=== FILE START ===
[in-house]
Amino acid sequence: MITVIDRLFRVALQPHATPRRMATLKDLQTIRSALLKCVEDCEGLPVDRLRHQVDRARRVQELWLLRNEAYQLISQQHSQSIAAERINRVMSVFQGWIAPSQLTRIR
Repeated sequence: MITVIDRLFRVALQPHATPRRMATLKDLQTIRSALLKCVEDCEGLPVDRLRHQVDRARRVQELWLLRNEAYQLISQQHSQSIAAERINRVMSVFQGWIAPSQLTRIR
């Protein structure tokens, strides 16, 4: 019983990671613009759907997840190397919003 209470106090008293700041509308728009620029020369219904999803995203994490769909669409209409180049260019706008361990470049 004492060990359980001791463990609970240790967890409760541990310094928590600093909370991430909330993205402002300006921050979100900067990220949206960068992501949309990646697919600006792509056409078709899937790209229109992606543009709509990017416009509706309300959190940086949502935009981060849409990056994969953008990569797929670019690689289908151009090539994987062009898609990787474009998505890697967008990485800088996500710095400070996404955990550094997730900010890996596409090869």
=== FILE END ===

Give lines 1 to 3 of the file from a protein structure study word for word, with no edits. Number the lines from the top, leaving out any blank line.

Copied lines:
[in-house]
Amino acid sequence: MITVIDRLFRVALQPHATPRRMATLKDLQTIRSALLKCVEDCEGLPVDRLRHQVDRARRVQELWLLRNEAYQLISQQHSQSIAAERINRVMSVFQGWIAPSQLTRIR
Repeated sequence: MITVIDRLFRVALQPHATPRRMATLKDLQTIRSALLKCVEDCEGLPVDRLRHQVDRARRVQELWLLRNEAYQLISQQHSQSIAAERINRVMSVFQGWIAPSQLTRIR